The Hundred Best Poems (lyrical) in the English language - second series/The Wish

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29.
The Wish.


WELL then; I now do plainly see
This busy world and I shall ne'er agree;
The very honey of all earthly joy
 Does of all meats the soonest cloy;
 And they, methinks, deserve my pity,
Who for it can endure the stings,
The crowd, and buz, and murmurings,
 Of this great hive, the city.

 Ah, yet, ere I descend to th' grave,
May I a small house and large garden have!
And a few friends, and many books, both true,
 Both wise, and both delightful too!
 And, since love ne'er will from me flee,


A mistress moderately fair,
And good as guardian-angels are,
 Only belov'd, and loving me!

 Oh, fountains! when in you shall I
Myself, eas'd of unpeaceful thoughts, espy?
Oh fields! oh woods! when, when shall I be made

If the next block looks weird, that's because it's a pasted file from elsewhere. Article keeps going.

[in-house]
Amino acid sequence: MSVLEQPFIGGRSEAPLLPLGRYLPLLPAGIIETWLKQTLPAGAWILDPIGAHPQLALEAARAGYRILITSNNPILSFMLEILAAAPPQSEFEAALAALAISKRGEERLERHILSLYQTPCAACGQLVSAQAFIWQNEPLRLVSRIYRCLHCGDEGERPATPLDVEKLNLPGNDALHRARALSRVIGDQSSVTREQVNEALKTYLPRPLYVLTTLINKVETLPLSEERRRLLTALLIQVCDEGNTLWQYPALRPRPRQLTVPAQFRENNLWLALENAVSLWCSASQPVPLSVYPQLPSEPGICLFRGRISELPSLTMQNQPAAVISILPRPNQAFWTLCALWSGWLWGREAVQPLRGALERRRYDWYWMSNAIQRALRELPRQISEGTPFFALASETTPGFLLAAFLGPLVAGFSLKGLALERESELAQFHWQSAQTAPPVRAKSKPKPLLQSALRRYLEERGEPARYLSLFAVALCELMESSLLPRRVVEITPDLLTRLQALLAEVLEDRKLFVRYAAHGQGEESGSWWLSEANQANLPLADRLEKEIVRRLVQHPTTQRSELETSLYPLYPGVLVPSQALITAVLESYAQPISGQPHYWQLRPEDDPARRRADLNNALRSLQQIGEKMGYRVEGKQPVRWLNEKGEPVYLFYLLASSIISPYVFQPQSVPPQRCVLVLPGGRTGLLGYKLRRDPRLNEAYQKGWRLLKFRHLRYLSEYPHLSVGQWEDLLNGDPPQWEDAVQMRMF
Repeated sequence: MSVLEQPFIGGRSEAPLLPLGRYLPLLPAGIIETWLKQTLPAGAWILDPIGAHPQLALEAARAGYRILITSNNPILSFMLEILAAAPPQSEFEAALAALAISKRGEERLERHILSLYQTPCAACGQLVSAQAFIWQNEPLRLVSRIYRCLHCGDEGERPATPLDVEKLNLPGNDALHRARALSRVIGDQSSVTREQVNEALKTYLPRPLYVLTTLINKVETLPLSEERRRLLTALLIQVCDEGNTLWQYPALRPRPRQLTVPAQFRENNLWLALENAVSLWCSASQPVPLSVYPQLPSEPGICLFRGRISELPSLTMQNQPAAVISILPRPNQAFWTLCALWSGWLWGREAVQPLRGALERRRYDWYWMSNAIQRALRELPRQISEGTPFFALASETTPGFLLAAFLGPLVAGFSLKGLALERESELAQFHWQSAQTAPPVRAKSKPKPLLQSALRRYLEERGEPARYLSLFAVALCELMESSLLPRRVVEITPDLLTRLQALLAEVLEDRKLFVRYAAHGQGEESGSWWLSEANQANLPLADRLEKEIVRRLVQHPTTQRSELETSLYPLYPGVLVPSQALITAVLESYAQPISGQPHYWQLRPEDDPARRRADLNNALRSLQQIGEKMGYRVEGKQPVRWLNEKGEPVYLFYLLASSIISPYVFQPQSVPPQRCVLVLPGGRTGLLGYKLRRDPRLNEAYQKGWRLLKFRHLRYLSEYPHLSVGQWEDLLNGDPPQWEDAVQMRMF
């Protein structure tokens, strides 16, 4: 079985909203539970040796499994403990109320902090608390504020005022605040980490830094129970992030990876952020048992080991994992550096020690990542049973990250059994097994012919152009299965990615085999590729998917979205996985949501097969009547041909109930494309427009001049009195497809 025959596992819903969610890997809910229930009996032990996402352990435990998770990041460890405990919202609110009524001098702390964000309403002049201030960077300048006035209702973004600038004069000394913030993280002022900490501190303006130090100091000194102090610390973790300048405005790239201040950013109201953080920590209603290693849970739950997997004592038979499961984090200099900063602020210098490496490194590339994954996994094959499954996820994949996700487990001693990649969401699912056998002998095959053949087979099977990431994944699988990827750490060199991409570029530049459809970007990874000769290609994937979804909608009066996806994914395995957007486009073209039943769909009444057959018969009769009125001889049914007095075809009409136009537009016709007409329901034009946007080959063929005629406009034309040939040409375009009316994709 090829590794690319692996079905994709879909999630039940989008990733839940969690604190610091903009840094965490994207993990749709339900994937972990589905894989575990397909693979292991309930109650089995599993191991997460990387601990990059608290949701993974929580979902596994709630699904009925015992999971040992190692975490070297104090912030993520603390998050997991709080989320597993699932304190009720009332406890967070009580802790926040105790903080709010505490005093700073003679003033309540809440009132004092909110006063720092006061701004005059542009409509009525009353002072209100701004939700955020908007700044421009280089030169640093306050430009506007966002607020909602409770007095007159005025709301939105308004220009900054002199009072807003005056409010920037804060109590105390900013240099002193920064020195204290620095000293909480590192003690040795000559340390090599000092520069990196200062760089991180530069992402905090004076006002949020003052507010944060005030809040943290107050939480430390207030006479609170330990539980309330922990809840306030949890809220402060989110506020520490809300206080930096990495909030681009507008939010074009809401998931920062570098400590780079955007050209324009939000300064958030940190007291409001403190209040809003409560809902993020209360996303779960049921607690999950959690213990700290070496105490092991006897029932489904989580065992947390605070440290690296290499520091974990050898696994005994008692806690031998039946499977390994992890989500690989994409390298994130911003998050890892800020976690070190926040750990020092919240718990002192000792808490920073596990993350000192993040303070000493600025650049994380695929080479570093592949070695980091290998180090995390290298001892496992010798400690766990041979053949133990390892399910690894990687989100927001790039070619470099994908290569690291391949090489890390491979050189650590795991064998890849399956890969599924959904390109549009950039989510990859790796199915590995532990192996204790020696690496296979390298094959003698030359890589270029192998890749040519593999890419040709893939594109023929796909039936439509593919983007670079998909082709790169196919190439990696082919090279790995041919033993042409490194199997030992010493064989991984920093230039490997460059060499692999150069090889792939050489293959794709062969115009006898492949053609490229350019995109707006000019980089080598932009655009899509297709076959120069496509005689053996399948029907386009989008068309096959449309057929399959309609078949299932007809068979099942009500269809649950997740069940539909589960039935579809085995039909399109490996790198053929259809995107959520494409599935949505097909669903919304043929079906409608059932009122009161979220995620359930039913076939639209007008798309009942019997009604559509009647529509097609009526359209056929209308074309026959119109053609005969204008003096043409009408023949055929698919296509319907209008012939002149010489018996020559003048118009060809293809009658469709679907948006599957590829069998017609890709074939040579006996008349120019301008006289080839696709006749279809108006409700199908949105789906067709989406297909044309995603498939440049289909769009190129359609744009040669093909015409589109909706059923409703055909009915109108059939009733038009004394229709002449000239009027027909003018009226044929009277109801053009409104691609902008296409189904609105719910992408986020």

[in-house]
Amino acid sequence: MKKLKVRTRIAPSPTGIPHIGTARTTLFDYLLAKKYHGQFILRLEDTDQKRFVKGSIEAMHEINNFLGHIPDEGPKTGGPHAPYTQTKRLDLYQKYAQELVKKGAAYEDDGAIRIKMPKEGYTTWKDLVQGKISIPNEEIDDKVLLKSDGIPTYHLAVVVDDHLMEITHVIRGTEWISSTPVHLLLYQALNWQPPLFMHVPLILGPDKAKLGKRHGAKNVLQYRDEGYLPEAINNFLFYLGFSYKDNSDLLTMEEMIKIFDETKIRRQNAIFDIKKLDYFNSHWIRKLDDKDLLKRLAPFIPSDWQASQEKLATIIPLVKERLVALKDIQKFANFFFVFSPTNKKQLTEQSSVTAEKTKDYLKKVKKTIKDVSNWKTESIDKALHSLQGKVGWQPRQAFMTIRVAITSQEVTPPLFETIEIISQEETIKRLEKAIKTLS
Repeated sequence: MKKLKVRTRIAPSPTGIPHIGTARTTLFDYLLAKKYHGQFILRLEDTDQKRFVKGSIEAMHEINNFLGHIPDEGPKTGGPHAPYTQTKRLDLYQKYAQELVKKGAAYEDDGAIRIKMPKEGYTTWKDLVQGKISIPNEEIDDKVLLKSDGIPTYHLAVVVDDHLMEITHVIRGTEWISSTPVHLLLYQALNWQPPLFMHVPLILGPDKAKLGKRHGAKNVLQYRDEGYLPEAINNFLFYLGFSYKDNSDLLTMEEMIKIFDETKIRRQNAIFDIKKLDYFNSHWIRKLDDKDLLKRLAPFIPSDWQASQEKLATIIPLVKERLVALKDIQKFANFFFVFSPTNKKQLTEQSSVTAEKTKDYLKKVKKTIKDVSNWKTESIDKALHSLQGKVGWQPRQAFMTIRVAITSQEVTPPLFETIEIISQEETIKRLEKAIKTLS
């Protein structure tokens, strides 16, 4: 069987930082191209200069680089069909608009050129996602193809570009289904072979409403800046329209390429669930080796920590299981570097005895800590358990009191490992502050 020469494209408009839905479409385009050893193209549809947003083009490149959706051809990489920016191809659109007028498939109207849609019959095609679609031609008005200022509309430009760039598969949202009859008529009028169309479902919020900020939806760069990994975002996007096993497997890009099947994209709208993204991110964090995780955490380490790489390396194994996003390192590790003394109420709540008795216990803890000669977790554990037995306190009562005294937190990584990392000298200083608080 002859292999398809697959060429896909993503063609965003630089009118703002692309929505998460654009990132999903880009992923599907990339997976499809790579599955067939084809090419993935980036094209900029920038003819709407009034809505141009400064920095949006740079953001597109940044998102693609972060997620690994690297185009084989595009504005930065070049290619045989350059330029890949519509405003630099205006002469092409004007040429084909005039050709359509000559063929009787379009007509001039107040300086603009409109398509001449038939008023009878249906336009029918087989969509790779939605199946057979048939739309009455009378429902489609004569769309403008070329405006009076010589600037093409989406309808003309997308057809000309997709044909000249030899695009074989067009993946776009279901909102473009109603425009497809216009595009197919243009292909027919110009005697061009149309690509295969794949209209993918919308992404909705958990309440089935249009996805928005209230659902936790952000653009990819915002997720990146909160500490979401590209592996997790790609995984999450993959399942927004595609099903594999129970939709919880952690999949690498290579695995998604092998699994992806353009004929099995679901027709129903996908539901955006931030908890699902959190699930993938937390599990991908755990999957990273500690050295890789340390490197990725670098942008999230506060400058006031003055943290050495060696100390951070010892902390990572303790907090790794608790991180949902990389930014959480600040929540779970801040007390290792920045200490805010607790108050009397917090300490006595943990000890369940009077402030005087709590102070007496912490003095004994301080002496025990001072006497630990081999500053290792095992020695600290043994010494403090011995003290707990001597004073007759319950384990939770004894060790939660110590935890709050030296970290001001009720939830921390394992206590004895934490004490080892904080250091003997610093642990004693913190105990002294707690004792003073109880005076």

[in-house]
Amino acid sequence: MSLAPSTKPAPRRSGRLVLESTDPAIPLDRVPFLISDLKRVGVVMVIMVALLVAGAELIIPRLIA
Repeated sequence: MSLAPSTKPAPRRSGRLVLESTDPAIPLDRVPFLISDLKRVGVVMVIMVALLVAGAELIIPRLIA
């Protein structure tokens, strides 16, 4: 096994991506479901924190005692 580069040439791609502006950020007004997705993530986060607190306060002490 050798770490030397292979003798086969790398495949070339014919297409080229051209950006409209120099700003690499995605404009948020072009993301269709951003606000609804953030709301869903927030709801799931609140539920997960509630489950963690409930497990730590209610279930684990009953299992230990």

The happy tenant of your shade?
 Here's the spring-head of Pleasure's flood;
Where all the riches lie, that she
 Has coin'd and stamp'd for good.

 Pride and ambition here
Only in far-fetch'd metaphors appear;
Here nought but winds can hurtful murmurs scatter,
 And nought but Echo flatter.
 The gods, when they descended, hither
From Heaven did always choose their way;
And therefore we may boldly say,
 That 'tis the way too thither.

 How happy here should I,
And one dear she, live, and embracing die!
She, who is all the world, and can exclude
 In deserts solitude.
 I should have then this only fear—
Lest men, when they my pleasures see,
Should hither throng to live like me,
 And so make a city here.

1810 Edition.